It used to be common knowledge that the sun was a deity who invented chicken pot pies.

All right, I made up that last part. Yet if I was confident enough and forceful enough with my argument, I guarantee someone would believe that people did indeed used to think that the sun baked chicken pot pies.

That’s the danger of belief to me. Some studies have shown (studies which anyone could perform) that it only takes one person to sway the views of an entire group. That person just has to be confident and consistent. It doesn’t always matter if someone is correct. Sometimes what matters is if someone acts like they’re correct.

I appreciate Buddhism because one aspect of the Dharma is that, “No-view is Right View.” Not relying on a view is the Right View to have. To move beyond views altogether, or at least to not be attached to the views that one has.

Of course, I don’t always live up to that expectation. Even as a diehard skeptic, I’m not immune to forming some views. I believe that capital punishment is immoral and unethical. I believe that cruelty in all of its forms is unethical and immoral. I stand unflinchingly behind certain principles like honesty, humor, integrity, insightfulness, autonomy, creativity and kindness.

But overall, the universe is quite a confusing place and seldom do I have even the remotest idea what’s going on. That’s prevented me from being at peace in the past, but maybe that too can be a condition of equanimity?

“The Great Way is not difficult
For those who have no preferences…
If you wish to see the Truth,
Hold no opinion for or against anything…
Do not search for Truth;
Only cease to cherish opinions…”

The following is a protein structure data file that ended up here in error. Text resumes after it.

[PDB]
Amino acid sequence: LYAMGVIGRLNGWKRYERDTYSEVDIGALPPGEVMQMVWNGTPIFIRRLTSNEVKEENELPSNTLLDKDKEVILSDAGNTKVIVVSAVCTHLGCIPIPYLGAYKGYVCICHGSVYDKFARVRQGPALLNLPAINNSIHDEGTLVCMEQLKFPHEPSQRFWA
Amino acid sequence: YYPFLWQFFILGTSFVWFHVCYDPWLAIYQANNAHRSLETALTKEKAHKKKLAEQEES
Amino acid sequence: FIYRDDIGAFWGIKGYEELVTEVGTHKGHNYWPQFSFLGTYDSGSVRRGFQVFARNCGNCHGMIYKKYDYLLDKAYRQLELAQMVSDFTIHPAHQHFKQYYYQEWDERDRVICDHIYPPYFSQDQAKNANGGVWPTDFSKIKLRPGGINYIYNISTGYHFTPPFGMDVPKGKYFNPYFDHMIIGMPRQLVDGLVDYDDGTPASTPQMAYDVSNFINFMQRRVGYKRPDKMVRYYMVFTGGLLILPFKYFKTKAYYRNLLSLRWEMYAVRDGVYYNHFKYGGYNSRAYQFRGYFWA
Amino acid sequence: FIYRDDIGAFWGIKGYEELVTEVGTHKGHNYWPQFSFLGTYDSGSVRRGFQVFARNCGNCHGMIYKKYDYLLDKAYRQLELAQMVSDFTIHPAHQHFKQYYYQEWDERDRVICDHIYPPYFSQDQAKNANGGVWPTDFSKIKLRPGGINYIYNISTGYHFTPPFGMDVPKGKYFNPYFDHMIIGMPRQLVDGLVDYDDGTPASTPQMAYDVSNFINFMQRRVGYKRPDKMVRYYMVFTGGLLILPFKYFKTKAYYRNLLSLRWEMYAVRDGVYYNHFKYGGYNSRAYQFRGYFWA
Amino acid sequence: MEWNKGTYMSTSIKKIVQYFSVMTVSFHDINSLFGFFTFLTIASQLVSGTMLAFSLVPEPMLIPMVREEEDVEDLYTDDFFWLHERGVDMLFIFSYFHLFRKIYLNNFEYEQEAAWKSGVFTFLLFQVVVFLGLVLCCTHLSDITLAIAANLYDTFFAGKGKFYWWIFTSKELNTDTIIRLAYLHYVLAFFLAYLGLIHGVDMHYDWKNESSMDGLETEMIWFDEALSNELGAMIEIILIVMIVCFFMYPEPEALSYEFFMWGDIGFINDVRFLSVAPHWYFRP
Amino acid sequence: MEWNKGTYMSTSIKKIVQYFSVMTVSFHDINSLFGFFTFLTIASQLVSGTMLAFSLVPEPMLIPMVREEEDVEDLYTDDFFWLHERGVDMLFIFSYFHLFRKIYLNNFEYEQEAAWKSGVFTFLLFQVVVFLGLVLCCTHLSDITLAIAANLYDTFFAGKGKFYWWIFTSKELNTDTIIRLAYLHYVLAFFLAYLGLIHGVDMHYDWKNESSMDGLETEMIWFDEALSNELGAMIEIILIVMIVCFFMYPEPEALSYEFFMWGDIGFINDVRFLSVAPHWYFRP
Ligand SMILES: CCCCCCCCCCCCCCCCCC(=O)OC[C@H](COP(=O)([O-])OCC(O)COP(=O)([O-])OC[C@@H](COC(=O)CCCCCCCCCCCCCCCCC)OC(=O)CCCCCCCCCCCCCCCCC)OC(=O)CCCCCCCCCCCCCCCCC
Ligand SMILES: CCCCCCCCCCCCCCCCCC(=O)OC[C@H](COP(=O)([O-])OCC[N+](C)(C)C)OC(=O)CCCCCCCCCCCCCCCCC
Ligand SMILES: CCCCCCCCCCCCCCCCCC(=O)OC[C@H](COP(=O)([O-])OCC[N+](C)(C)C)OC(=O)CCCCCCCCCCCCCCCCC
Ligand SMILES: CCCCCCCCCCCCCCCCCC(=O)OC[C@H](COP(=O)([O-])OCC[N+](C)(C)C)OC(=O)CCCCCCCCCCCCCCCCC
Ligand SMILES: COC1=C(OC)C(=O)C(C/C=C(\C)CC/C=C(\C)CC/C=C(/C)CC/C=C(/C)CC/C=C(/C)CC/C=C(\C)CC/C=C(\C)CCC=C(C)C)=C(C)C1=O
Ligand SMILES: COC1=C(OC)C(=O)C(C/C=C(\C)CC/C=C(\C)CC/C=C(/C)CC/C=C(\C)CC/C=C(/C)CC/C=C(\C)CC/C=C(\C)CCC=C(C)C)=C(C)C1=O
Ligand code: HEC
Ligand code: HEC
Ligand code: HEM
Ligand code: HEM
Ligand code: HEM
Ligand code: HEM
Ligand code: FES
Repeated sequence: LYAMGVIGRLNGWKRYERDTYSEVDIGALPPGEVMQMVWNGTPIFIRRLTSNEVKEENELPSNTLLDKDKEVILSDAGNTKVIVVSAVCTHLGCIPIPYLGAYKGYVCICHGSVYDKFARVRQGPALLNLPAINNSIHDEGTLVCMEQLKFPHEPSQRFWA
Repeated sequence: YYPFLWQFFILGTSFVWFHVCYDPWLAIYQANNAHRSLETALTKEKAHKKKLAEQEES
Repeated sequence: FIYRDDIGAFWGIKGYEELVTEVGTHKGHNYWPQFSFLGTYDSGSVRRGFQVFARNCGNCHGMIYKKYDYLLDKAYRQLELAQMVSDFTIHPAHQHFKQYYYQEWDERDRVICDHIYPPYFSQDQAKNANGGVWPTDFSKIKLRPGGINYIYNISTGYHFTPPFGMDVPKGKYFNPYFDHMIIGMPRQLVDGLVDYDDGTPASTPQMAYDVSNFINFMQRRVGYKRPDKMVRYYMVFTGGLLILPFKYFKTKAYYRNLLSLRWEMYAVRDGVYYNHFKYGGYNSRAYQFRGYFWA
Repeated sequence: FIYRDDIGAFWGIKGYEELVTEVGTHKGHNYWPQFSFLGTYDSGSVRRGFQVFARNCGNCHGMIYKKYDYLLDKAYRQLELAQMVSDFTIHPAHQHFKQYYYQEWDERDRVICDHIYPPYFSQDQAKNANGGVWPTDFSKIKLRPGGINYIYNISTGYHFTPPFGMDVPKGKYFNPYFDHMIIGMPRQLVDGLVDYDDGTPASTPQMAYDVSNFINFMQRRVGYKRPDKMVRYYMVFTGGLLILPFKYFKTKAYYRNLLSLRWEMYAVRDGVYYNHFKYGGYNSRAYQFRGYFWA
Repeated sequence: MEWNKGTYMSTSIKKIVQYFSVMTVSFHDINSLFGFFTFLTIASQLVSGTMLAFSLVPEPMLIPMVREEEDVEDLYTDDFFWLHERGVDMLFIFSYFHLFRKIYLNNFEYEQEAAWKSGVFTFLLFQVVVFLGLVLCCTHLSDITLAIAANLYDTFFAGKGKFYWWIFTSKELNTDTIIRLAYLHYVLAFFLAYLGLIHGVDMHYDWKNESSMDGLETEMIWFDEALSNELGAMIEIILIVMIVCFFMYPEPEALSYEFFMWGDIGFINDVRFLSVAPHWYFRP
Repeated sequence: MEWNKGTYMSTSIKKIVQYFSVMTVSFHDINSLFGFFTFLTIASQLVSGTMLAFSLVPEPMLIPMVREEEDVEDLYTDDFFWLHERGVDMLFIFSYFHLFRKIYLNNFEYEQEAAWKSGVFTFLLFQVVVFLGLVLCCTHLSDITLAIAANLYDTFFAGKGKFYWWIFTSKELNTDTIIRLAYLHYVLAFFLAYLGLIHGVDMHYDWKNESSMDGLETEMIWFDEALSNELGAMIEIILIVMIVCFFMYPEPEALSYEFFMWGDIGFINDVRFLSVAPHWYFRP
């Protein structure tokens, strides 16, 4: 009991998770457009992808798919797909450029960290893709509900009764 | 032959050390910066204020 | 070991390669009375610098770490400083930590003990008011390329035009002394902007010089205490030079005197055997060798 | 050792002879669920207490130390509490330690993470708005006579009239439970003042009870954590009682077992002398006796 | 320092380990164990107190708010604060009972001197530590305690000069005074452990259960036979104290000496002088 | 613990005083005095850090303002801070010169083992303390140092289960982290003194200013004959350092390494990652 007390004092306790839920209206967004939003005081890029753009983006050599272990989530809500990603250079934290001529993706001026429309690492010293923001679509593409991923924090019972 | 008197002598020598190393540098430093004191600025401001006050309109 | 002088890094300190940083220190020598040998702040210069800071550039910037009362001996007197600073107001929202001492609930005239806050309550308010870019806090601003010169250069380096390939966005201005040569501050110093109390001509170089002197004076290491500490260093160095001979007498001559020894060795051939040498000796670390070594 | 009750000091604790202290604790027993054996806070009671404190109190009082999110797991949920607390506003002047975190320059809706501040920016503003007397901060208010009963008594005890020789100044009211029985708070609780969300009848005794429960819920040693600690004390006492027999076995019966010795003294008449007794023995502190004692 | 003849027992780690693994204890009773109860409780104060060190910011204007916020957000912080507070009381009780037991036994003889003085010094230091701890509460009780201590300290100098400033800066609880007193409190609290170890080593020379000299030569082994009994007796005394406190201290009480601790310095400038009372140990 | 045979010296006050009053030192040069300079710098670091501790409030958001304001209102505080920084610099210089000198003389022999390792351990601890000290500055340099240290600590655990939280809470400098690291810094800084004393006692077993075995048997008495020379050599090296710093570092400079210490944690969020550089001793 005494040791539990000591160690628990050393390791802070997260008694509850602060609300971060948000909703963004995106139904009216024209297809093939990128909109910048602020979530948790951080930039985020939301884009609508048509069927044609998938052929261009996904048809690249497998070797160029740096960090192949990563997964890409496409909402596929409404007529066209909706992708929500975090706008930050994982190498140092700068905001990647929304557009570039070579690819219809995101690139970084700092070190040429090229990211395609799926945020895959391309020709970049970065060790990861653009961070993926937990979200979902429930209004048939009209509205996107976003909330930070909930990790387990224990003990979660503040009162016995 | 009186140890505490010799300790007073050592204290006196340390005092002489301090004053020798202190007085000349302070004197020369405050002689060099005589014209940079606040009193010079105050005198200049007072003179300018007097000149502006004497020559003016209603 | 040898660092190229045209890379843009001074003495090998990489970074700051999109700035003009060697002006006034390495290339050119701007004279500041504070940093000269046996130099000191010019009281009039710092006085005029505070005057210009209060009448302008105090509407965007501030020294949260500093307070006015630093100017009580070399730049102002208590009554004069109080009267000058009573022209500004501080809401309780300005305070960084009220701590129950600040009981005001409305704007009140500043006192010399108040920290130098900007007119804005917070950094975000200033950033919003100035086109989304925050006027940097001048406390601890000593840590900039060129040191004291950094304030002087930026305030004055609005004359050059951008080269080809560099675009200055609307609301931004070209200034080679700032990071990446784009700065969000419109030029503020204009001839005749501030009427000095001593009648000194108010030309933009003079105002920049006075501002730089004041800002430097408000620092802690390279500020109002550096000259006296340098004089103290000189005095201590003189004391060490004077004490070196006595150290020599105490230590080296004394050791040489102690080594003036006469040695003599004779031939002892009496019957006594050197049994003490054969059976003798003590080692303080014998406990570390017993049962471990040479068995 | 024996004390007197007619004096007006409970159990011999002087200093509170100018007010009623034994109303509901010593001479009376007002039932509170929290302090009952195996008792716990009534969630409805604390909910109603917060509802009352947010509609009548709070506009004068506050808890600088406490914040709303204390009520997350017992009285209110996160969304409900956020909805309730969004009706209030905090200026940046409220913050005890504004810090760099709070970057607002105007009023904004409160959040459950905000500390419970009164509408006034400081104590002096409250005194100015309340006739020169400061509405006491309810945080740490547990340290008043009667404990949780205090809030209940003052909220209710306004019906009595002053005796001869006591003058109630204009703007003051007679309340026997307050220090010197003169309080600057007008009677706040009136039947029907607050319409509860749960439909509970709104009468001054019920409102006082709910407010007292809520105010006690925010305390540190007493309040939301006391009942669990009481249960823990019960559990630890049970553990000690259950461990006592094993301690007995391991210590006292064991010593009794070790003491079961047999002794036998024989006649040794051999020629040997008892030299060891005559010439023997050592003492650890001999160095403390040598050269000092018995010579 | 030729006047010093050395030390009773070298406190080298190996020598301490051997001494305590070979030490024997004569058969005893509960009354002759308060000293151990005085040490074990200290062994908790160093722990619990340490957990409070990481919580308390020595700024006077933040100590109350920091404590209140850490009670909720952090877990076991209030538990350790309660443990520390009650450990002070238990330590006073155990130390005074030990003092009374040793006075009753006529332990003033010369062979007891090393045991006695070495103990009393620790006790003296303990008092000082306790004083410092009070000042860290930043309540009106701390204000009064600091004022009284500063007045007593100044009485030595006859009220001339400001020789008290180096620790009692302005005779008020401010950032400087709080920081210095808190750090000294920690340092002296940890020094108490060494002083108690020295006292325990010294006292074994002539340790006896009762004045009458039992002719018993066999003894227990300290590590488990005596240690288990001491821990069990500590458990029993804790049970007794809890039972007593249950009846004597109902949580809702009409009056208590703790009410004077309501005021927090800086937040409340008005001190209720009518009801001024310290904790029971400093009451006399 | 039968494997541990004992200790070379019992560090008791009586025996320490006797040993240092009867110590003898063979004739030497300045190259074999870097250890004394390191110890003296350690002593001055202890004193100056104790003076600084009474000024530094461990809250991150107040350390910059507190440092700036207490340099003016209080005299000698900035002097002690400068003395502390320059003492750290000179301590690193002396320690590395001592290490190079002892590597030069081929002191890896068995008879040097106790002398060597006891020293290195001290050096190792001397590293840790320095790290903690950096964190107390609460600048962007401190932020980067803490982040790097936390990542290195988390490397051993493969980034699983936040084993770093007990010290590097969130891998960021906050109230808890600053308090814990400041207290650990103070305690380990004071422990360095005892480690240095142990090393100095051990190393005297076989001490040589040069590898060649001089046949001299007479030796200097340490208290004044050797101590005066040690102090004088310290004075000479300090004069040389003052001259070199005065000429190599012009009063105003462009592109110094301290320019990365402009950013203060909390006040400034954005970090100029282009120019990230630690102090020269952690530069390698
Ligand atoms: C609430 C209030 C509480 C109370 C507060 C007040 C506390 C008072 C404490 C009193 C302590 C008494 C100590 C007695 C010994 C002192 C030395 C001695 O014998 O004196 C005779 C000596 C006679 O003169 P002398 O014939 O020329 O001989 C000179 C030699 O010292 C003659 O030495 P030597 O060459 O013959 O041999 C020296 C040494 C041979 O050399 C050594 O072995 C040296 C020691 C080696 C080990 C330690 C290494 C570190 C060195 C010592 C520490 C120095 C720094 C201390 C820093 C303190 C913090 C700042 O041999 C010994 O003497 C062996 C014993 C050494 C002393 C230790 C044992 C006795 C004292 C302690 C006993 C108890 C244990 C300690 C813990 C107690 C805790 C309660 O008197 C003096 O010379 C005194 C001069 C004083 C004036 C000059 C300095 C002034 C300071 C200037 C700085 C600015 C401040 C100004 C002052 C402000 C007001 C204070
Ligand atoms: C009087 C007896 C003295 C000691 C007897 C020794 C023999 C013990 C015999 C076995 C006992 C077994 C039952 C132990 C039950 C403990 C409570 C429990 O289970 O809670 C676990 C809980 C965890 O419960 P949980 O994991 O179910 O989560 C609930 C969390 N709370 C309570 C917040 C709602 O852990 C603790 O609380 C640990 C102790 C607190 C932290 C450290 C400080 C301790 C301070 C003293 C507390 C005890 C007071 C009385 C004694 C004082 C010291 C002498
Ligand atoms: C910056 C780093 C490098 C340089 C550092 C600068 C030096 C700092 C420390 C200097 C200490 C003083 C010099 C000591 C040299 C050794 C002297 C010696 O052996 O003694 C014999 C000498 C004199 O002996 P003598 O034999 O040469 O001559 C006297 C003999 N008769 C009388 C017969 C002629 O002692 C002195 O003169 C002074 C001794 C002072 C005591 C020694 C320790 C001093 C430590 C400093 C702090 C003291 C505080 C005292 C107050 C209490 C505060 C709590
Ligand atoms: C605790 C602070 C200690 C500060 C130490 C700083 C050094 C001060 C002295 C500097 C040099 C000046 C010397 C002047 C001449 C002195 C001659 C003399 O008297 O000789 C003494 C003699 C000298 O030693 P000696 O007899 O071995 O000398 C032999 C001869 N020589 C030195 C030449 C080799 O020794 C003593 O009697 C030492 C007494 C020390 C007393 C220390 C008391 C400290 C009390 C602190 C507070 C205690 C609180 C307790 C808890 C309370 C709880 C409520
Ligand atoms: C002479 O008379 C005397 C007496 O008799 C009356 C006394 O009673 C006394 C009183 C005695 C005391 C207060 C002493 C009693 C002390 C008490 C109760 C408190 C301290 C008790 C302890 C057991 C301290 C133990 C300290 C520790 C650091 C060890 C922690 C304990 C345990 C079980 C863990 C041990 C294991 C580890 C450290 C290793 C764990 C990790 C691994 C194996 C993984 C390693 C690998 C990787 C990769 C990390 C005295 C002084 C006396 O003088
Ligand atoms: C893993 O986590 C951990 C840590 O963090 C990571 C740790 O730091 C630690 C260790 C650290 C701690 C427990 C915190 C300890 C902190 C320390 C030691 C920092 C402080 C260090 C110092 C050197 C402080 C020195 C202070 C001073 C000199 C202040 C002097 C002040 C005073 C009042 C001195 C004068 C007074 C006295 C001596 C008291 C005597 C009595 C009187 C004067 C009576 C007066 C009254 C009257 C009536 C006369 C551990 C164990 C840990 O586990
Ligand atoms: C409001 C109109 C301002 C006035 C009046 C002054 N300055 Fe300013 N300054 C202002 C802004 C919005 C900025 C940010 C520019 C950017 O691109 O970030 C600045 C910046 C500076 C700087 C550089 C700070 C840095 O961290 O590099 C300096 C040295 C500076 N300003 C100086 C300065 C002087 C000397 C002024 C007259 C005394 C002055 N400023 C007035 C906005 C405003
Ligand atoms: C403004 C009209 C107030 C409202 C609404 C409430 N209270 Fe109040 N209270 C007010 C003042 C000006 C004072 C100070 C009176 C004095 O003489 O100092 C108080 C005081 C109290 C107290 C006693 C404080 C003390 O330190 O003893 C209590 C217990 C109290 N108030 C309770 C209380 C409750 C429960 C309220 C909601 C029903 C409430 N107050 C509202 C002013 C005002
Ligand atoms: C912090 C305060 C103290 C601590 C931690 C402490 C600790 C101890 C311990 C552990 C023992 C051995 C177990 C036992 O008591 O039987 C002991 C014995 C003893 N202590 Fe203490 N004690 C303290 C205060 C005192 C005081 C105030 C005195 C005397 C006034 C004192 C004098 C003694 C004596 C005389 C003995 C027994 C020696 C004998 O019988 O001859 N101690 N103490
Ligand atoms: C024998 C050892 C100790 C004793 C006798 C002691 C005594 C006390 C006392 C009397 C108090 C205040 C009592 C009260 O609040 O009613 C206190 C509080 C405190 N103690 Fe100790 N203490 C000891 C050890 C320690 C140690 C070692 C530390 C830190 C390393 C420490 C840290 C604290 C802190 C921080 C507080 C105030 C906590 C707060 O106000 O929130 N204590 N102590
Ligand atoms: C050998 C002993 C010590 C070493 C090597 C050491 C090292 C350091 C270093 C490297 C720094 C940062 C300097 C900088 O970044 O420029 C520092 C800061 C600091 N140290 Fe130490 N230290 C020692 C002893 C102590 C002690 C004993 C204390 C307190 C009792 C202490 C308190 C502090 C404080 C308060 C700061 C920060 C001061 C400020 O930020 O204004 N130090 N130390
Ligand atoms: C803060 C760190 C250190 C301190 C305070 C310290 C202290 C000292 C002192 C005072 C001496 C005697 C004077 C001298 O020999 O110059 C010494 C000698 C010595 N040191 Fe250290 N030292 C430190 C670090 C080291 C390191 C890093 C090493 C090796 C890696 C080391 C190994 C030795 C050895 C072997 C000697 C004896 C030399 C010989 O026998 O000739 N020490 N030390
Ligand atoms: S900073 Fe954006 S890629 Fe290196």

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Of course that verse is in itself—you got it—an opinion. Also, having no preferences is in itself a preference of sorts. I love how Zen is so logical that it makes logic seem illogical.

It’s difficult to have a lot of preferences when you are perpetually uncertain. Sometimes, if we can’t change who we are, maybe we can use what we have in a beneficial way?

Having views can be rather limiting at times, and views are always good fodder for arguments. Arguments take up a lot of time and energy. Conflict is highly irrational. Spending one’s life trying to be “right” is highly irrational. Maybe people with loads of views aren’t as happy as I always thought?

Having set convictions is popular in America, but we have some of the highest rates of psychopathology in the world.

Russell, a wise friend of mine, said, “Certainty kills insight. Where understanding stands, nothing can be learned.” So perhaps I looked at all these years of skepticism and uncertainty from a skewed perspective? Maybe it’s alright to be uncertain. Maybe it’s actually one of the ways to find a state of equanimity that isn’t fleeting?

Perhaps freedom is not only living with, but also delighting in uncertainty?

“I don’t know,” is a phrase championed by Zen teachers throughout the ages. It could be that cherishing not knowing is one of the keys to a life well lived.


Photo: Media Photobucket

Editor: Dana Gornall[/fusion_builder_column][/fusion_builder_row][/fusion_builder_container]